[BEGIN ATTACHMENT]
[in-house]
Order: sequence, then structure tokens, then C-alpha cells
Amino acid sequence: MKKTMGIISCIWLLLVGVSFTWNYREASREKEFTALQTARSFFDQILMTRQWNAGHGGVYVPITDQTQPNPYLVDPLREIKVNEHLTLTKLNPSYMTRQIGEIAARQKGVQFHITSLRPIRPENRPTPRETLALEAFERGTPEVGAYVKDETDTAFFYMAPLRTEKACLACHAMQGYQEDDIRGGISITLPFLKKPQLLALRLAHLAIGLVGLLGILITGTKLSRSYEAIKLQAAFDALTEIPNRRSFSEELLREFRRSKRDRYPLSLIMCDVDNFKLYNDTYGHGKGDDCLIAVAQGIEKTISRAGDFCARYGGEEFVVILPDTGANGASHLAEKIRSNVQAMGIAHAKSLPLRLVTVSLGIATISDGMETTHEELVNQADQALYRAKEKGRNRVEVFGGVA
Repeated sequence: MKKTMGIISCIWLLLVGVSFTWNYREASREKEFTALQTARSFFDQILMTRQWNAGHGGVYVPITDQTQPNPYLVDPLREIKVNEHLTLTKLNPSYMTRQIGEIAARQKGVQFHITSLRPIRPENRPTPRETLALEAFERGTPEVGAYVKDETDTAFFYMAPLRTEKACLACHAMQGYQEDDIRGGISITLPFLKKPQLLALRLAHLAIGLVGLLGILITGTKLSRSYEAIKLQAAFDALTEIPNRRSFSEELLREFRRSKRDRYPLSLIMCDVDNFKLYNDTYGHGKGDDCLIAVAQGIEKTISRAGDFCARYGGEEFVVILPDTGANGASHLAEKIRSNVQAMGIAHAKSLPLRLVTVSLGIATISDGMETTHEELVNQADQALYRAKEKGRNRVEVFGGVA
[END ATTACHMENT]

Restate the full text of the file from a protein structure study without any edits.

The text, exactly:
[in-house]
Order: sequence, then structure tokens, then C-alpha cells
Amino acid sequence: MKKTMGIISCIWLLLVGVSFTWNYREASREKEFTALQTARSFFDQILMTRQWNAGHGGVYVPITDQTQPNPYLVDPLREIKVNEHLTLTKLNPSYMTRQIGEIAARQKGVQFHITSLRPIRPENRPTPRETLALEAFERGTPEVGAYVKDETDTAFFYMAPLRTEKACLACHAMQGYQEDDIRGGISITLPFLKKPQLLALRLAHLAIGLVGLLGILITGTKLSRSYEAIKLQAAFDALTEIPNRRSFSEELLREFRRSKRDRYPLSLIMCDVDNFKLYNDTYGHGKGDDCLIAVAQGIEKTISRAGDFCARYGGEEFVVILPDTGANGASHLAEKIRSNVQAMGIAHAKSLPLRLVTVSLGIATISDGMETTHEELVNQADQALYRAKEKGRNRVEVFGGVA
Repeated sequence: MKKTMGIISCIWLLLVGVSFTWNYREASREKEFTALQTARSFFDQILMTRQWNAGHGGVYVPITDQTQPNPYLVDPLREIKVNEHLTLTKLNPSYMTRQIGEIAARQKGVQFHITSLRPIRPENRPTPRETLALEAFERGTPEVGAYVKDETDTAFFYMAPLRTEKACLACHAMQGYQEDDIRGGISITLPFLKKPQLLALRLAHLAIGLVGLLGILITGTKLSRSYEAIKLQAAFDALTEIPNRRSFSEELLREFRRSKRDRYPLSLIMCDVDNFKLYNDTYGHGKGDDCLIAVAQGIEKTISRAGDFCARYGGEEFVVILPDTGANGASHLAEKIRSNVQAMGIAHAKSLPLRLVTVSLGIATISDGMETTHEELVNQADQALYRAKEKGRNRVEVFGGVA